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Re: CC's responses to v3draft comments

On Thu, 28 Sep 2006 12:50:32 +0100 (BST) MJ Ray wrote:

> KWWU <tthinkeyetw@yahoo.com.tw> wrote:
> > >Should we accept as free software a program under a 
> > >licence which does
> > >not allow licensees to distribute compiled files?
> > >
> > >The correct way to fix this is for CC to require 
> > >source code, not prohibit compiled code.
> > 
> > Think about GPL scripts. The source code is the
> > compiled code. So you must distribute them in that
> > form, no compiled ones.
> I'm thinking about them.  Surely I can take a GPL perl script and run
> it through a compiler, even the undump trick, and distribute that
> compiled form, as long as I comply with the source supply requirements
> of the GPL, can't I?
> > And CC usually applies to images and audios.
> > For images, the source may be an .xcf (created by
> > gimp) file. It is usually very large.
> Gimp can also save equivalent .xcf.bz2, which are not so large.  Even
> if so, largeness of the source relative to the binary isn't usually a
> major consideration for licenses themselves.  It's a practical use
> problem.
> > Other users
> > can merge all layers first and adjust hue/brightness
> > because it is more easily (to adjust all layers, merge
> > is the easist way) and finally saved it to an PNG file
> > (single layer). Do he need to distribute with .xcf
> > file?
> Yes, usually, maybe with a cookbook file or some script-fu
> that does the transformation described, if they got the
> source material under a Share-Alike licence.
> > For png file, it can be a modifiable format. 
> Please can someone tell me how to obtain the layers again after they
> have been merged?
> I can modify ELF binaries, but that doesn't make them source code.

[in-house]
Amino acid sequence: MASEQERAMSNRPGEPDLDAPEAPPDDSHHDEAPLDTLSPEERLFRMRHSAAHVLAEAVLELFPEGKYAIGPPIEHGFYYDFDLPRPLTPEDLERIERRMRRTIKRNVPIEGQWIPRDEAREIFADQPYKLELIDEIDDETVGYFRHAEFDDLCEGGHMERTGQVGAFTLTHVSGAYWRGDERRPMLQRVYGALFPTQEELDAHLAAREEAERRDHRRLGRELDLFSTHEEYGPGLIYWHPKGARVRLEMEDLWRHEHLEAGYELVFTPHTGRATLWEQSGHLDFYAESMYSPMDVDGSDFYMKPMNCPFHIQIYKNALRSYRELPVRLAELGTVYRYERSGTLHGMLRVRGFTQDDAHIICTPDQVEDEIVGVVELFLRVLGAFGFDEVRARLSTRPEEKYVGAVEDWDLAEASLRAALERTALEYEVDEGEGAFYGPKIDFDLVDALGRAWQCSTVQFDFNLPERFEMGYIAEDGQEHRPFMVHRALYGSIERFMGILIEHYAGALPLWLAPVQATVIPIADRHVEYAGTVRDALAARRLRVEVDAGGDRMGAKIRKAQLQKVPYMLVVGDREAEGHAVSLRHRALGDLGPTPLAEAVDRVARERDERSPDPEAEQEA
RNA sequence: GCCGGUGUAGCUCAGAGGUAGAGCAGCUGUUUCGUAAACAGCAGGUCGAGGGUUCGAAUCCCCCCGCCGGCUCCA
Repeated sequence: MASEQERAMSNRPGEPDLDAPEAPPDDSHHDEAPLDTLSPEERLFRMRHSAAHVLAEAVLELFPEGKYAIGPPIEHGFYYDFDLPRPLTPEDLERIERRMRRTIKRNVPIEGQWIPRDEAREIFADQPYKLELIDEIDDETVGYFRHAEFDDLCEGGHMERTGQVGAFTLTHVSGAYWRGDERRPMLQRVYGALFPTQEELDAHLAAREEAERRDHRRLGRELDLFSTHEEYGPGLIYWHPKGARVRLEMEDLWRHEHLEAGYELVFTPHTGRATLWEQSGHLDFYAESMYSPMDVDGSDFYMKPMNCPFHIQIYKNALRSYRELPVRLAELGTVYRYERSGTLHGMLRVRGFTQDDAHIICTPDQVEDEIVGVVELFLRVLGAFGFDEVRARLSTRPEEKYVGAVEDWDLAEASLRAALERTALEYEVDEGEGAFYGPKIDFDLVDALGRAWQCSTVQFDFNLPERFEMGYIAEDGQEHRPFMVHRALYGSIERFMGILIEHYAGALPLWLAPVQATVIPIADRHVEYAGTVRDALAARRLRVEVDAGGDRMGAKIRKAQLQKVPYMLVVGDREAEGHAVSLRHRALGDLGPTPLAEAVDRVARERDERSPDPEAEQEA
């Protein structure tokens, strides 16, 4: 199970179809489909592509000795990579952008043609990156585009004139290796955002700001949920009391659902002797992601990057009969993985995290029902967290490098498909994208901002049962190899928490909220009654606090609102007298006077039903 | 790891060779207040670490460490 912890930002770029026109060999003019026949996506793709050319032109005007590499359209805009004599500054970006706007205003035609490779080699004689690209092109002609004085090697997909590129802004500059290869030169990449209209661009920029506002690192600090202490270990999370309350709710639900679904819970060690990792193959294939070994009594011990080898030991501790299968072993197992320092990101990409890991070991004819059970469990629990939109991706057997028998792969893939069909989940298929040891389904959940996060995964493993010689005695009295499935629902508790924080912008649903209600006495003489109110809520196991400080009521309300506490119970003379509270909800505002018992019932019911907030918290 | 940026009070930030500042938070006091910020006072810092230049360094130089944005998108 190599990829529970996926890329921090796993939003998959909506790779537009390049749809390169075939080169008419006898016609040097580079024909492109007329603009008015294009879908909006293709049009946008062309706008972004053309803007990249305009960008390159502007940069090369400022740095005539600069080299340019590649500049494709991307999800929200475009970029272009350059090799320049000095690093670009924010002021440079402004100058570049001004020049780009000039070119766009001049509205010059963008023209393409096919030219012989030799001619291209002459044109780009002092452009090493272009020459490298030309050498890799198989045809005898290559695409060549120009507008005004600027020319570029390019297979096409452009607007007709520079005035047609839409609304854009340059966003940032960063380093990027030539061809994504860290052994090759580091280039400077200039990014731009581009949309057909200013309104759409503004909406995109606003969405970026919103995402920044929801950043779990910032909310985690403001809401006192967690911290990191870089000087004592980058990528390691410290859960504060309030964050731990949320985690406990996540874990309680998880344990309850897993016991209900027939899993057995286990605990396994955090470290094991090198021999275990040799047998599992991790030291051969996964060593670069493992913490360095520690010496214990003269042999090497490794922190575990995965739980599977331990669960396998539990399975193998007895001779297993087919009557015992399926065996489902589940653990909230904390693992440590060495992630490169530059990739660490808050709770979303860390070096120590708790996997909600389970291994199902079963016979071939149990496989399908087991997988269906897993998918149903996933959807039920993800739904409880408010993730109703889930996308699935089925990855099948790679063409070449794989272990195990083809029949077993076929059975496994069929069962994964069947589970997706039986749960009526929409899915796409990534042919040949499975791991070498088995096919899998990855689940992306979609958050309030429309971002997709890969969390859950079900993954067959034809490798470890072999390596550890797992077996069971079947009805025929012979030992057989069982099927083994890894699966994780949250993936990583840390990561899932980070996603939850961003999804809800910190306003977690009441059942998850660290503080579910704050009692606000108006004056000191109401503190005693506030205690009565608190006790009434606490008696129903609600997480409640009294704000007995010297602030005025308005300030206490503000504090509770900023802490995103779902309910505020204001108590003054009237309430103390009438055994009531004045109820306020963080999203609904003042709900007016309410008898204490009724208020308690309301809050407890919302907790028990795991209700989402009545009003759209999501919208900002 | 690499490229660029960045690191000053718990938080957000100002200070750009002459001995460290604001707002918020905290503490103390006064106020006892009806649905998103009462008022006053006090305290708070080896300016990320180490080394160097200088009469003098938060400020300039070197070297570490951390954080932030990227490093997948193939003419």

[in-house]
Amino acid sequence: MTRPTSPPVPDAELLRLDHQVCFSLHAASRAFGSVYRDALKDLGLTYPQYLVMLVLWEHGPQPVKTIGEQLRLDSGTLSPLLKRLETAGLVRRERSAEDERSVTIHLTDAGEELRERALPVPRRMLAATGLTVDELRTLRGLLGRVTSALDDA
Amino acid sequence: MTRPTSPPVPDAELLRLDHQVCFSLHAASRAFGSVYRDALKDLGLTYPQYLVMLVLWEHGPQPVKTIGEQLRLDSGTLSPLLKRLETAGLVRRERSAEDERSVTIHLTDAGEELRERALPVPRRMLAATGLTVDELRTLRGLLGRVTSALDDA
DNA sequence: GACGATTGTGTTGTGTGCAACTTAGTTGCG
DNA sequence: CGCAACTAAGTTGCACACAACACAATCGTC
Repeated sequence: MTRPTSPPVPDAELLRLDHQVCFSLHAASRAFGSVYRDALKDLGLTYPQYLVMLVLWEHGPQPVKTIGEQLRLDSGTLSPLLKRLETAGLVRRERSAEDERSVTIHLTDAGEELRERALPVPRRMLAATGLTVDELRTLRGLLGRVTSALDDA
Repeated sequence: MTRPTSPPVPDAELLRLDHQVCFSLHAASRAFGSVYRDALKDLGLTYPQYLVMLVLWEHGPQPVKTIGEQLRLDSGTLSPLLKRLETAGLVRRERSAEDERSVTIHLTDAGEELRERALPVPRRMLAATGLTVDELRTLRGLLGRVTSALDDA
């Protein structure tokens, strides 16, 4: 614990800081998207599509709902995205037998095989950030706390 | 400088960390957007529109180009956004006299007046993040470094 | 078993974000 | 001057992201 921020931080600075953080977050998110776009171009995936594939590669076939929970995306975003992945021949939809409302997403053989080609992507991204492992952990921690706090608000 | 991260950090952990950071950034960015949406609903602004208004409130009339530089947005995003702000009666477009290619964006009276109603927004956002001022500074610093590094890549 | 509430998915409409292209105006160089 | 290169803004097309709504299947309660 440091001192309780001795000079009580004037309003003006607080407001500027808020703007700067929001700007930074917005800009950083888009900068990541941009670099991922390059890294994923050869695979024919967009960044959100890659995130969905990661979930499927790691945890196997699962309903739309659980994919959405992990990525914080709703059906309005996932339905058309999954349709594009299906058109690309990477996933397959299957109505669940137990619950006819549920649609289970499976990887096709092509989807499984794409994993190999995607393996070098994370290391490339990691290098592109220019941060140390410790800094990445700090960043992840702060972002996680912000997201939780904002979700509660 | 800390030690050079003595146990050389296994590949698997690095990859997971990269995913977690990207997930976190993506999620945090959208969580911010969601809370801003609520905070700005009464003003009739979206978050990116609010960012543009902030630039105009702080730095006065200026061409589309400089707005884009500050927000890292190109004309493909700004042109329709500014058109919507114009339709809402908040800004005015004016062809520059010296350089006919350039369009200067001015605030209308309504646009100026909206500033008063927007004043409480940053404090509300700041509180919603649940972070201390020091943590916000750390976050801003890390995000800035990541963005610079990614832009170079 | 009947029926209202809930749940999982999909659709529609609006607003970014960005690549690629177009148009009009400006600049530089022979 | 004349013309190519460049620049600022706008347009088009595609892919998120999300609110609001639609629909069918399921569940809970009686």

> > So for most artists uses CC, they could agree you
> > distribute that PNG file. They may care their
> > work is derivable or not. Not the original or
> > specific format.
> Most artists do not want to distribute their sources?  So be it.
> Most programmers today seem not to distribute their sources either.
> It is not a good argument for accepting binaries as free software.
> > But if it is encrypted then 
> > it is not a modifiable format. And most of us cannot
> > agree.
> I'd agree that an encrypted format is probably not a
> modifiable one.
> > Same on audio files, singers sing songs and saved
> > them to a WAV file. DJ can mix some WAV files and
> > saved them into MP3/OGG file. Should that DJ
> > distribute the source (wav) files?
> Probably, yes, if they got them under a Share-Alike licence.
> > Since MP3/OGG files are
> > still modifiable, so it can be considered a source.
> Please can someone tell me how to obtain the wavs again after they
> have been mixed and encoded?  Again, this seems like hex-editing
> ELF binaries.
> > But if they are encrypted by WMA with DRM, then it's
> > not. And most of us cannot agree.
> Again, I'd agree that a WMA-DRM is probably not a source.
> > I don't think anti-TPM clause is non-free because
> > audio/images are not as same as programs.
> I think that reasoning confuses two unrelated topics.  It seems
> like saying "I like pasta because the sky is blue."
> > They don't have source codes. Or, some different
> > formats can be considered as a source (lossy
> > compressed formats), but some formats cannot (DRM). 
> Above, the XCF is clearly described as the source material
> of the PNG, and the WAVs as source of the MP3/OGG/WMA, so
> I think it's obvious that they do have sources.

100 % agreement with MJ's answers.
(sorry for quoting all this stuff, but I wanted to make it clear what I
agree with...).

But it is also tradition that times *must* and always
do change, my friend.   -- from _Coming to America_
..................................................... Francesco Poli .
 GnuPG key fpr == C979 F34B 27CE 5CD8 DC12  31B5 78F4 279B DD6D FCF4

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